As for Edward Lucke, the only person of this name that I’ve come across before is the brother of Richard Lucke of Wadhurst, who died in 1593, but once again this was more than fifty years after the manorial court case.
In the court held at Mayfield on 10th April 1547, in the first year of the reign of Edward VI (his father Henry VIII had died at the end of January), there is a reference to a Richard Luck, mentioned as owning land close to some property that is the subject of the case. A number of other landowners came to court at this time to surrender six and a half acres of land ‘into the lord’s hands…to the use of Richard and John Luck who were admitted.’ This seems to suggest a close relationship between Richard and John: were they brothers, cousins, or father and son?
At the same session of the Mayfield court, Richard Lucke was involved, together with William Penkhurst, in a separate case concerning another plot of land. Penkhurst would be named some years later as a defendant in the Chancery case brought by Magnus and Alice Fowle concerning Richard Lucke’s will.
On 10th December 1547 the Mayfield Hundred was held and twelve men appointed to a jury ‘for the lord king’. The list includes Richard Luck and ‘John Luk of Dorgatts’, as well as other familiar names such as John Barham, William Penkherst and John Maynard.
‘John Luck of Durgates’ is mentioned again in the record of the manorial court held on 10th April 1548. The record of the court session held just over a month later, on 16th May 1548, is intriguing. Three ‘amercements’ (fines imposed by a court or by peers) are listed, all of them involving the sum of three pence, and two of them involving Richard and John Luck. In one, ‘John starts proceedings with Richard Luck in a plea of taking away and the illegal detention of draught animals. In another ‘Richard Luck starts proceedings himself with John Luck, in a plea of taking away and the illegal detention of draught animals’. In other words, both men seem to be accusing the other of the same offence. Was this a dispute and a falling out between brothers, perhaps? And if so, does it explain the absence of Richard’s name from the will of the John Lucke who died in 1549?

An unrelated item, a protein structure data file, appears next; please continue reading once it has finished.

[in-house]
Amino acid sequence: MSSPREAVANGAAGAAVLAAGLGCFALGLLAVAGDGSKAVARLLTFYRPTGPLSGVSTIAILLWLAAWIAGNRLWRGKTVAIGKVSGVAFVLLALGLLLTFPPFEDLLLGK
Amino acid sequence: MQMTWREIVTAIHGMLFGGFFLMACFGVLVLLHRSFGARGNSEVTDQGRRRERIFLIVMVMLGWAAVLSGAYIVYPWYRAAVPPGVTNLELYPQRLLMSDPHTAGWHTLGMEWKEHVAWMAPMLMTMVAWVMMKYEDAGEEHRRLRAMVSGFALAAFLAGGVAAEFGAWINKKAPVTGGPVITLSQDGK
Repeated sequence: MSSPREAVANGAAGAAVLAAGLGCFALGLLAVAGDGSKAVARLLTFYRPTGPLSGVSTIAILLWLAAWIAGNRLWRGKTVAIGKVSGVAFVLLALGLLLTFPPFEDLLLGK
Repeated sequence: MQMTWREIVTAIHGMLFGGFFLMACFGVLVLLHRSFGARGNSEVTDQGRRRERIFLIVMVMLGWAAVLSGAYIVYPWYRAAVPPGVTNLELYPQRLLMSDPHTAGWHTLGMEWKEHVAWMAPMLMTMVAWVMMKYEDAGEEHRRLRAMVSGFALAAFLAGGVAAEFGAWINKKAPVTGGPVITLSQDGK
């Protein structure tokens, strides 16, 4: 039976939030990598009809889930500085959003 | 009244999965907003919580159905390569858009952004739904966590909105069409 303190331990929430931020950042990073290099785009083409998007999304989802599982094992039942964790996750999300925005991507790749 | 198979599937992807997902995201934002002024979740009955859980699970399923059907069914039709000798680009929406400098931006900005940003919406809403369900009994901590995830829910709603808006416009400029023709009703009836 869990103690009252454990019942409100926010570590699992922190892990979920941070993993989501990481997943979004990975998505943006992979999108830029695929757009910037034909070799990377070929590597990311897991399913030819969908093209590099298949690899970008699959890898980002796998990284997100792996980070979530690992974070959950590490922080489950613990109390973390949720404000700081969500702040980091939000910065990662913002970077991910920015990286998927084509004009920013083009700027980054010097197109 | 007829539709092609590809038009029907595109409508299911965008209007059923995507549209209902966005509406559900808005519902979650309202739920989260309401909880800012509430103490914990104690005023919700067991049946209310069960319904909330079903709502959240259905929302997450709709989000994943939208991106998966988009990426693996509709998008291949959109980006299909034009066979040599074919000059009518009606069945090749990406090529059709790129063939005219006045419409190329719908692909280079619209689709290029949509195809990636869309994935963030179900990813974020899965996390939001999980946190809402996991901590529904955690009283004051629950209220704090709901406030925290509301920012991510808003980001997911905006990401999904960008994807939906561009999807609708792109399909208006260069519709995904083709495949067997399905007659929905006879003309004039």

In the record of the court held on 12th January 1550/1, ‘John Luck of Dorgats’ is listed among the tenants of ‘Hadley virgate’. At the same court session it was noted that in the previous December a widow named Alice Boniface ‘surrendered into the lord’s hands one messuage with a garden adjoining with the appurtenances in Mayfield, to the use of Richard Luck and his wife Agnes who were admitted’. The record goes on:
To hold by them, the heirs and assigns of the same Agnes at the lord’s will according to the customs of the manor through the rents and services there owing and customary and they paid 4d as relief and they give the lord 6d as a fine and they made fidelity and have seisin through the rod. Then nothing comes to the lord as a heriot because they have no animals.
(A ‘heriot’ was a death duty, usually in the form of a horse, owed by a tenant to a nobleman.) So these manorial court rolls have provided me with at least one significant new piece of information: the name of my 13 x great grandmother, Agnes Lucke. This might explain why Magnus and Alice Fowle gave their only daughter, my 11 x great grandmother, the name Agnes (though Magnus also had a sister of that name).